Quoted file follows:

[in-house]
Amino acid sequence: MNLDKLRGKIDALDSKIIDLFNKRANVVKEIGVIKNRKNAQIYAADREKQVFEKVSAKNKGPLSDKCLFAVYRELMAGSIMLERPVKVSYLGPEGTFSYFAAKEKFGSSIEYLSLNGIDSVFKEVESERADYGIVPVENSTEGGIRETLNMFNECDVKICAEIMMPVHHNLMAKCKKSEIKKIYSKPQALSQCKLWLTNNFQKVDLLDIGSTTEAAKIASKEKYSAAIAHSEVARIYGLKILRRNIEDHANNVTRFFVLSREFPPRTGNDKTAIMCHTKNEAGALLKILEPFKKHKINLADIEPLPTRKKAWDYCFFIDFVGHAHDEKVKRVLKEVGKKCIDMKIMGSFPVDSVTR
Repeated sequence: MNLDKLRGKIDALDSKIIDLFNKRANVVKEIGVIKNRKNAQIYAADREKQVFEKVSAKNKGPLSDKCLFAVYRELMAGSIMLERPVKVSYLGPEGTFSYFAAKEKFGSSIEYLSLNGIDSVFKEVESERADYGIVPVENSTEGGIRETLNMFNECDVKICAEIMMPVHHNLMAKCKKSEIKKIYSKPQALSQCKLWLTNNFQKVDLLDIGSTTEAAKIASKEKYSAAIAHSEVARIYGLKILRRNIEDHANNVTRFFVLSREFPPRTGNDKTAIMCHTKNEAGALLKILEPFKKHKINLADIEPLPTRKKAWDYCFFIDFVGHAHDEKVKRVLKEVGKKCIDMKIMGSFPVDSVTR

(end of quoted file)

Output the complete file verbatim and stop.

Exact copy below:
[in-house]
Amino acid sequence: MNLDKLRGKIDALDSKIIDLFNKRANVVKEIGVIKNRKNAQIYAADREKQVFEKVSAKNKGPLSDKCLFAVYRELMAGSIMLERPVKVSYLGPEGTFSYFAAKEKFGSSIEYLSLNGIDSVFKEVESERADYGIVPVENSTEGGIRETLNMFNECDVKICAEIMMPVHHNLMAKCKKSEIKKIYSKPQALSQCKLWLTNNFQKVDLLDIGSTTEAAKIASKEKYSAAIAHSEVARIYGLKILRRNIEDHANNVTRFFVLSREFPPRTGNDKTAIMCHTKNEAGALLKILEPFKKHKINLADIEPLPTRKKAWDYCFFIDFVGHAHDEKVKRVLKEVGKKCIDMKIMGSFPVDSVTR
Repeated sequence: MNLDKLRGKIDALDSKIIDLFNKRANVVKEIGVIKNRKNAQIYAADREKQVFEKVSAKNKGPLSDKCLFAVYRELMAGSIMLERPVKVSYLGPEGTFSYFAAKEKFGSSIEYLSLNGIDSVFKEVESERADYGIVPVENSTEGGIRETLNMFNECDVKICAEIMMPVHHNLMAKCKKSEIKKIYSKPQALSQCKLWLTNNFQKVDLLDIGSTTEAAKIASKEKYSAAIAHSEVARIYGLKILRRNIEDHANNVTRFFVLSREFPPRTGNDKTAIMCHTKNEAGALLKILEPFKKHKINLADIEPLPTRKKAWDYCFFIDFVGHAHDEKVKRVLKEVGKKCIDMKIMGSFPVDSVTR